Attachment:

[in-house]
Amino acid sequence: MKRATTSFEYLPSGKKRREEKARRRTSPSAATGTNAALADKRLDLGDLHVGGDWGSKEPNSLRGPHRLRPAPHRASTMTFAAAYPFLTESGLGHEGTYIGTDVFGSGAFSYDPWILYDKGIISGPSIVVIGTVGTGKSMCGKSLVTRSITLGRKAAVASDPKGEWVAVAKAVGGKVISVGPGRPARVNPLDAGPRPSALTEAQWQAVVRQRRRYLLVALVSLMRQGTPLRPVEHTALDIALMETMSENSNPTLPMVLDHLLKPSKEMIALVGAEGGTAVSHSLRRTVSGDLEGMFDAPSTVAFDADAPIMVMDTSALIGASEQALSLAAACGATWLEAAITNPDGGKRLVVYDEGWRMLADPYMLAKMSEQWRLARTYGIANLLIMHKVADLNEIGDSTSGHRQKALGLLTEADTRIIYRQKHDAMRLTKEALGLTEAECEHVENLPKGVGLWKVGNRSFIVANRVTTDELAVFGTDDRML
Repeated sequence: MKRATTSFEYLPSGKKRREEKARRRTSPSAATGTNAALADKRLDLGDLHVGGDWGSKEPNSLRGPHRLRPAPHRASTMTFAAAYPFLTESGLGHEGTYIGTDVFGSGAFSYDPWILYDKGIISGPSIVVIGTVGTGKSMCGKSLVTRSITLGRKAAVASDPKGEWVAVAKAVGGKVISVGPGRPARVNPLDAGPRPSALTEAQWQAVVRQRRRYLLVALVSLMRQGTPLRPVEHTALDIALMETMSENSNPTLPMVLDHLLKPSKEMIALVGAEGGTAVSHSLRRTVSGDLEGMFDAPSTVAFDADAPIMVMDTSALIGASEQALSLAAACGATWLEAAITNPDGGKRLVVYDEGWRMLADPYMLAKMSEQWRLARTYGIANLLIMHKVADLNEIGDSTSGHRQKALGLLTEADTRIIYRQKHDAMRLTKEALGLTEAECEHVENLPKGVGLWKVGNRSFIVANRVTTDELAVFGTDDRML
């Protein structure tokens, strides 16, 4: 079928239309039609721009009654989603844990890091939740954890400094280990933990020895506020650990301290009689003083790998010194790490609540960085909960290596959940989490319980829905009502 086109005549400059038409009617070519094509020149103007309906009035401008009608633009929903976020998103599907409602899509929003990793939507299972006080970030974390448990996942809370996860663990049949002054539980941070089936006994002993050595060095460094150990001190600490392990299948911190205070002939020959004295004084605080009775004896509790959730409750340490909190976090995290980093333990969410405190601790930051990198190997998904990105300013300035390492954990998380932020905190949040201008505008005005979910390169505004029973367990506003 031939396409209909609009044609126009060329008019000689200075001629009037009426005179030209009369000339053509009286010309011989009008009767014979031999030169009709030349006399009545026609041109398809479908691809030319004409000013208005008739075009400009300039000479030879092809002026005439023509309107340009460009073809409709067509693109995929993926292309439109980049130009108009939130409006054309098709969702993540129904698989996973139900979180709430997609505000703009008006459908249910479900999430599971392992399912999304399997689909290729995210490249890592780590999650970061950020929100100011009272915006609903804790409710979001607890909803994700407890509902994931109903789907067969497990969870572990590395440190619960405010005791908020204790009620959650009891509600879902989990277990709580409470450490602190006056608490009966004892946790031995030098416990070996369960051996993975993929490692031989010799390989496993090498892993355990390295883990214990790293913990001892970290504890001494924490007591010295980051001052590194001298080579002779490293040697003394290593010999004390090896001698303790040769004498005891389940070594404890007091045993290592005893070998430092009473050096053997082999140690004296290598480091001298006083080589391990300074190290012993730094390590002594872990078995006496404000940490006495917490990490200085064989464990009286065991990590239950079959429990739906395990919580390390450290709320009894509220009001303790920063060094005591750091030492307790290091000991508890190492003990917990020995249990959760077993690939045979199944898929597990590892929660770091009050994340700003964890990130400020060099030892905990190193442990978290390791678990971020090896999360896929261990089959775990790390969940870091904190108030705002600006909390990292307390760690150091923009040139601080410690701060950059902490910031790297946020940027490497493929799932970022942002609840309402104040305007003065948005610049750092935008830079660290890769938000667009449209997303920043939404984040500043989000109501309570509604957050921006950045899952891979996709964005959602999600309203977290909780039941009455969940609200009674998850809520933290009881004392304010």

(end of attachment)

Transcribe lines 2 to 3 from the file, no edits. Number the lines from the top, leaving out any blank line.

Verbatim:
Amino acid sequence: MKRATTSFEYLPSGKKRREEKARRRTSPSAATGTNAALADKRLDLGDLHVGGDWGSKEPNSLRGPHRLRPAPHRASTMTFAAAYPFLTESGLGHEGTYIGTDVFGSGAFSYDPWILYDKGIISGPSIVVIGTVGTGKSMCGKSLVTRSITLGRKAAVASDPKGEWVAVAKAVGGKVISVGPGRPARVNPLDAGPRPSALTEAQWQAVVRQRRRYLLVALVSLMRQGTPLRPVEHTALDIALMETMSENSNPTLPMVLDHLLKPSKEMIALVGAEGGTAVSHSLRRTVSGDLEGMFDAPSTVAFDADAPIMVMDTSALIGASEQALSLAAACGATWLEAAITNPDGGKRLVVYDEGWRMLADPYMLAKMSEQWRLARTYGIANLLIMHKVADLNEIGDSTSGHRQKALGLLTEADTRIIYRQKHDAMRLTKEALGLTEAECEHVENLPKGVGLWKVGNRSFIVANRVTTDELAVFGTDDRML
Repeated sequence: MKRATTSFEYLPSGKKRREEKARRRTSPSAATGTNAALADKRLDLGDLHVGGDWGSKEPNSLRGPHRLRPAPHRASTMTFAAAYPFLTESGLGHEGTYIGTDVFGSGAFSYDPWILYDKGIISGPSIVVIGTVGTGKSMCGKSLVTRSITLGRKAAVASDPKGEWVAVAKAVGGKVISVGPGRPARVNPLDAGPRPSALTEAQWQAVVRQRRRYLLVALVSLMRQGTPLRPVEHTALDIALMETMSENSNPTLPMVLDHLLKPSKEMIALVGAEGGTAVSHSLRRTVSGDLEGMFDAPSTVAFDADAPIMVMDTSALIGASEQALSLAAACGATWLEAAITNPDGGKRLVVYDEGWRMLADPYMLAKMSEQWRLARTYGIANLLIMHKVADLNEIGDSTSGHRQKALGLLTEADTRIIYRQKHDAMRLTKEALGLTEAECEHVENLPKGVGLWKVGNRSFIVANRVTTDELAVFGTDDRML